Late last week, after word came that the former ambassador to Iraq, Joe Wilson, had passed away, MSNBC repeated some of the misinformation that journalists and other liberals pushed during the George W. Bush era as anchors Joy Reid and Katy Tur lauded Wilson for disputing President Bush's claims that Saddam Hussein had tried to acquire uranium in Africa before the invasion of Iraq.



DUBLIN — “When would you like to schedule your knee replacement surgery?” asked my American doctor before I left for Ireland. I gave him a date that works for me (I'm calling it the result of an old basketball injury, not advancing age). His office scheduled it for that date. Contrast this with a headline in the Irish Independent newspaper: “Surgery delays are ‘cheating elderly out of precious time.’”



Stephen Colbert sat down with British talk show host Graham Norton during Thursday’s edition of The Late Show. Not surprisingly, the two teamed up to trash the leaders of their respective countries: President Trump and Prime Minister Boris Johnson. Norton’s commentary definitely indicated that the infiltration of left-wing politics into comedy shows is not unique to the United States.



Keep government spending at high levels or die young. That’s the stark choice offered by reporter Stephen Castle in Saturday’s New York Times, “Why Are Britons Living Shorter Lives? – Austerity and Illness begin to Take a Toll.” The online headline deck: “Shortchanged: Why British Life Expectancy Is Falling -- For the first time in modern history, Britons are living shorter lives, with poor lifestyles, depression and budget cuts the leading causes.” Apparently the paper lacks historical sense, forgetting what actual austerity in Britain was like (not just today’s metaphorical “austerity”) during World War II and even years afterward;



New York Times London-based reporter Ceylan Yeginsu reported on the abortion debate in Belfast under a flawlessly biased headline: “Can Northern Ireland Cling To Its Draconian Abortion Laws?” The online headline was bad in a different way: "Climate of Fear: When Part of a Country Bans Abortion.” (“Bans abortion” is an odd way to describe a law that has been in place in Northern Ireland since 1861.)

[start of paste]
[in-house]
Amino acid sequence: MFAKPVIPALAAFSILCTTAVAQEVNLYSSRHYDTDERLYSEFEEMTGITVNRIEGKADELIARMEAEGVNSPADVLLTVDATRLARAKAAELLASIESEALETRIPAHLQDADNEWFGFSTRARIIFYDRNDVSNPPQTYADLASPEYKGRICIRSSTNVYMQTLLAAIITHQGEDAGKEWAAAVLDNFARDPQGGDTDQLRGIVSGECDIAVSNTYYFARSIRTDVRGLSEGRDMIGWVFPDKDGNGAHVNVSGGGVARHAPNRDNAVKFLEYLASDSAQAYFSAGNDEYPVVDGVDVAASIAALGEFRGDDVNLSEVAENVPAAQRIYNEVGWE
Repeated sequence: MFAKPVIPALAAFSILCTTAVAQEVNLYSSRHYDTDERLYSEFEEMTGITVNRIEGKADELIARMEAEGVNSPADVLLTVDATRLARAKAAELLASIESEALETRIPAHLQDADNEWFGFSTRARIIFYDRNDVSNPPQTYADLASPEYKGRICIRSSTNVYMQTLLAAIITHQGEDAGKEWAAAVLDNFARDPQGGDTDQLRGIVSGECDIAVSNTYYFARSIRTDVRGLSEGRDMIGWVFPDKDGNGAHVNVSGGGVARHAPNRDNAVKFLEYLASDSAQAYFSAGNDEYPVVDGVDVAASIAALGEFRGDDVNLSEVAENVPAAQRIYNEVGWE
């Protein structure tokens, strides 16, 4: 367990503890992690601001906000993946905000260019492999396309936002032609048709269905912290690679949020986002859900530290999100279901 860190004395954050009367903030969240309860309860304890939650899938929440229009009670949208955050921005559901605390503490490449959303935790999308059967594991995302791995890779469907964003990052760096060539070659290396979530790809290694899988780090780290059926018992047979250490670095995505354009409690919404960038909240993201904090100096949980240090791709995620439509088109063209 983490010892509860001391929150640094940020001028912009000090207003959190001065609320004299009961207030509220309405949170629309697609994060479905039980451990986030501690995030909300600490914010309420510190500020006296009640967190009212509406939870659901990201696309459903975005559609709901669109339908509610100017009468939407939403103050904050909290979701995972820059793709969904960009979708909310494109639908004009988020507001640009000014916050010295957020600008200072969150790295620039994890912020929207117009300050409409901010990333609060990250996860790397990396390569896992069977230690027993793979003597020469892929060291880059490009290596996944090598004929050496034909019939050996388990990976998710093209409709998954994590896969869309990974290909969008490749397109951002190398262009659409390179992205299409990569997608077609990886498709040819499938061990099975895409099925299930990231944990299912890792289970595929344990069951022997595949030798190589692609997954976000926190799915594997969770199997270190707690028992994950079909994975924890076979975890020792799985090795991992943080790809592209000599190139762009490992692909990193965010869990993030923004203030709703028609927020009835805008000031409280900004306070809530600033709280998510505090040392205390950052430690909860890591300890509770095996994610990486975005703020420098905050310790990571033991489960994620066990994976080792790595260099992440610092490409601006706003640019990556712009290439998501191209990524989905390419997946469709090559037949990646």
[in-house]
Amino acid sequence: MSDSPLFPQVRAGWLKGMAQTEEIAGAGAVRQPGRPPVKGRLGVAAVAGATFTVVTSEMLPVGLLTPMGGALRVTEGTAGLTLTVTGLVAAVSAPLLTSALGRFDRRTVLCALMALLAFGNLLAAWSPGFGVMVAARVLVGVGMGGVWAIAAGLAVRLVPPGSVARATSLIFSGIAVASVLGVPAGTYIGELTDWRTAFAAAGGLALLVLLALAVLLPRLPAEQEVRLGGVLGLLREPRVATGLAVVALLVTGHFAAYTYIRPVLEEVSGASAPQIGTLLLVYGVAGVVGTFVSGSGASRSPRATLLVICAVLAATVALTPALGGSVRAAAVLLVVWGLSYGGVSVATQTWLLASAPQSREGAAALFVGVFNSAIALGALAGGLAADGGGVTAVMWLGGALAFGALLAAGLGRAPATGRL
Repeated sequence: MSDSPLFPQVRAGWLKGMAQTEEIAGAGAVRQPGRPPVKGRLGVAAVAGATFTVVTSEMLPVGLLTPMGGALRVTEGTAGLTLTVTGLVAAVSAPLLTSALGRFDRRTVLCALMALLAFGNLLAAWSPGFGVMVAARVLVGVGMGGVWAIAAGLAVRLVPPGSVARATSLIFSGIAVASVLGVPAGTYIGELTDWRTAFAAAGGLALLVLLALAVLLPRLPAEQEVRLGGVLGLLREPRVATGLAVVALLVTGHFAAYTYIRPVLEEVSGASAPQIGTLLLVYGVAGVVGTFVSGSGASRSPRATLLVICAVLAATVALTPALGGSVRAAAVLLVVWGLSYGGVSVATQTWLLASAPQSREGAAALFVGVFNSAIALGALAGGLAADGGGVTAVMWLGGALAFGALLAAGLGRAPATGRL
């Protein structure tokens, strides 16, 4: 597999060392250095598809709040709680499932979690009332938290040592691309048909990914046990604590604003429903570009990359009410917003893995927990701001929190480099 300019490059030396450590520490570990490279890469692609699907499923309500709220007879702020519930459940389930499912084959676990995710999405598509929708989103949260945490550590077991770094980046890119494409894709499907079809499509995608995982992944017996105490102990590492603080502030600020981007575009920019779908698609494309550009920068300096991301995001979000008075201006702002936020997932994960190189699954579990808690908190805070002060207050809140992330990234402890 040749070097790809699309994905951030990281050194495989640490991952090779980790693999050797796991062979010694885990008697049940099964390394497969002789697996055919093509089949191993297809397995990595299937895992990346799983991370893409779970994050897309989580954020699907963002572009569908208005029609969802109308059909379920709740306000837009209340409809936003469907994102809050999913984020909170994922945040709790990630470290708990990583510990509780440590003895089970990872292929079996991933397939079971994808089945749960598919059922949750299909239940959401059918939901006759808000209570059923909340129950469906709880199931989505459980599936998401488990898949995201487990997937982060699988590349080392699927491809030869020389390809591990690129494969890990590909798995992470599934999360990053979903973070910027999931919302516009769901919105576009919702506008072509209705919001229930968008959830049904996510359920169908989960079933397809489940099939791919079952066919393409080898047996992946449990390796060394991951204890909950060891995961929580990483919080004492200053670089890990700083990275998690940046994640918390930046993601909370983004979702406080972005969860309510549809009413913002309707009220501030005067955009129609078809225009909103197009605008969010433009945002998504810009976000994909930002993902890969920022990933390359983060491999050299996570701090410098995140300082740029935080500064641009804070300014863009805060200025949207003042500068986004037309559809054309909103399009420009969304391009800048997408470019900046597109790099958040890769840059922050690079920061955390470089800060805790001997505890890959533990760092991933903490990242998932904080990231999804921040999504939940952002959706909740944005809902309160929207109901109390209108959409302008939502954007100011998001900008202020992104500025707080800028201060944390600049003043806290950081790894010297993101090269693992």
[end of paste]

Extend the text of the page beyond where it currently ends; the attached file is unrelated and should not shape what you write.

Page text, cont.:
As BBC's Years and Years, which has aired in the United States on HBO, came to a close with Episode 6 airing July 29, the writers couldn't help but throw in some more comparisons between evil Prime Minister Vivienne Rook (Emma Thompson) and President Donald Trump.



On Thursday, CNN International and PBS aired a segment in which Christiane Amanpour and her guests fear mongered about the collapse of the United Kingdom at the hands of Prime Minister Boris Johnson as well as the end of “a really great renaissance” in Britain.



There was no honeymoon for Boris Johnson, the new Conservative Prime Minister of the United Kingdom, in the New York Times. The same old hostility greeted him, and his push to make good on the 2016 referendum to leave the European Union, known as Brexit: "After a lifetime of joking and blustering and maneuvering his way into jobs and then sabotaging himself with poor preparation and deceitful behavior, Mr. Johnson, 55, seems determined to prove he can put aside his court-jesterish ways and rise to the occasion."



All three networks on Tuesday night offered up mocking, derisive reports on Brexit-supporting Boris Johnson winning his party's support and becoming the new British Prime Minister. ABC, CBS and NBC also highlighted comparisons of the conservative leader to Donald Trump. On World News Tonight, Ian Pannell derided, “To his opponents, he's an ambitious philanderer, unfaithful in marriage, accused of racism and of having no fixed principles. Many have compared him to Donald Trump.” 



The New York Times can’t stop whining about how the UK Conservative Party determines its membership. It’s an indirect way to bash Brexit, and Conservative front-runner for the Prime Minister slot Boris Johnson, under the guise of concern for democracy, which is why this obscure issue has become a Times obsession. The latest example appeared in the Sunday edition, “1% of Voters Will Pick Britain’s Prime Minister. The Rest Are Fuming.” The text box: “Brexit gridlock has many questioning a political system.” Just in time to oppose Brexit. How convenient!



Conservative Party members in the United Kingdom will be choosing their next party leader who will become Prime Minister. And Washington Post reporters William Booth and Karla Adam have sniffed their disapproval of the cut of their jibs starting with the fact that they don't think these voters are representative of the general population of Britain despite the fact that the vote is supposed to be composed entirely of Conservative Party members.



On BBC’s Episode 4 of Years and Years, which aired July 15 in the United States on HBO, it’s now 2027. The world continues to be in chaos, with financial and governing problems plaguing European nations. The United States is hit, too, as Roe v. Wade has finally been overturned, all these years later.